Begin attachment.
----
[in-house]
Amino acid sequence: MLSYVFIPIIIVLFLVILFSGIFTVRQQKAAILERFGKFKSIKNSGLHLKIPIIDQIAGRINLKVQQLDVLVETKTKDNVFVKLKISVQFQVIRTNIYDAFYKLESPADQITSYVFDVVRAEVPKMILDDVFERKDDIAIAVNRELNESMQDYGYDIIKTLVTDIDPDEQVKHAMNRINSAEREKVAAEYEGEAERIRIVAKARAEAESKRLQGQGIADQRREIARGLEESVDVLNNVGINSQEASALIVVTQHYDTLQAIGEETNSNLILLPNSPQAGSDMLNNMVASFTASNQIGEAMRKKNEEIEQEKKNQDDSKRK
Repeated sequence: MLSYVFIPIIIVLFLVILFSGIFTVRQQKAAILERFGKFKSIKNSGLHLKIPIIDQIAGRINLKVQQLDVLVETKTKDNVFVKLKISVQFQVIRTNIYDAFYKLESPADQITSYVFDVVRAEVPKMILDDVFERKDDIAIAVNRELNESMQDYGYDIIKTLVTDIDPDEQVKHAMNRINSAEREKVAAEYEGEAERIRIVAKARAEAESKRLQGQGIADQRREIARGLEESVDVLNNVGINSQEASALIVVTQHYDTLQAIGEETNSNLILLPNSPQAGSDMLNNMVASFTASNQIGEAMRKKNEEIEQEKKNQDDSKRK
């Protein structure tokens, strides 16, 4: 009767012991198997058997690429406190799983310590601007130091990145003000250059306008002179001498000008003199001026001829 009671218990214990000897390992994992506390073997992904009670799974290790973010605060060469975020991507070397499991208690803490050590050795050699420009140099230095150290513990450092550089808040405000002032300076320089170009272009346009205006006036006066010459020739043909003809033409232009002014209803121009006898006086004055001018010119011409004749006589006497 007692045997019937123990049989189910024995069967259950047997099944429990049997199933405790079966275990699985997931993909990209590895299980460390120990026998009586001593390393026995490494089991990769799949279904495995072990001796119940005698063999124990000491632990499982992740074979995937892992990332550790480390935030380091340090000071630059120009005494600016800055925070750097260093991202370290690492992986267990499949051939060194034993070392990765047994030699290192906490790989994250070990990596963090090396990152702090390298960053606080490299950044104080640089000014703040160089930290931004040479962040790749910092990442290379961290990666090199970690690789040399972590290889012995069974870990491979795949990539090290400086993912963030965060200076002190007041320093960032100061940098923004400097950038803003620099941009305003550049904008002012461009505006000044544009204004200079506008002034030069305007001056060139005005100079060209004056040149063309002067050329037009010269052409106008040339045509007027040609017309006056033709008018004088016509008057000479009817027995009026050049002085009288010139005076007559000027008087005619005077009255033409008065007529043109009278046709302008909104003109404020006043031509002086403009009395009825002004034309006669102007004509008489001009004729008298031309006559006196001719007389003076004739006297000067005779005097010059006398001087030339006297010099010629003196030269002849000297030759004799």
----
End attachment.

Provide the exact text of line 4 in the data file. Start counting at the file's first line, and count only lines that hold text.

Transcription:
């Protein structure tokens, strides 16, 4: 009767012991198997058997690429406190799983310590601007130091990145003000250059306008002179001498000008003199001026001829 009671218990214990000897390992994992506390073997992904009670799974290790973010605060060469975020991507070397499991208690803490050590050795050699420009140099230095150290513990450092550089808040405000002032300076320089170009272009346009205006006036006066010459020739043909003809033409232009002014209803121009006898006086004055001018010119011409004749006589006497 007692045997019937123990049989189910024995069967259950047997099944429990049997199933405790079966275990699985997931993909990209590895299980460390120990026998009586001593390393026995490494089991990769799949279904495995072990001796119940005698063999124990000491632990499982992740074979995937892992990332550790480390935030380091340090000071630059120009005494600016800055925070750097260093991202370290690492992986267990499949051939060194034993070392990765047994030699290192906490790989994250070990990596963090090396990152702090390298960053606080490299950044104080640089000014703040160089930290931004040479962040790749910092990442290379961290990666090199970690690789040399972590290889012995069974870990491979795949990539090290400086993912963030965060200076002190007041320093960032100061940098923004400097950038803003620099941009305003550049904008002012461009505006000044544009204004200079506008002034030069305007001056060139005005100079060209004056040149063309002067050329037009010269052409106008040339045509007027040609017309006056033709008018004088016509008057000479009817027995009026050049002085009288010139005076007559000027008087005619005077009255033409008065007529043109009278046709302008909104003109404020006043031509002086403009009395009825002004034309006669102007004509008489001009004729008298031309006559006196001719007389003076004739006297000067005779005097010059006398001087030339006297010099010629003196030269002849000297030759004799």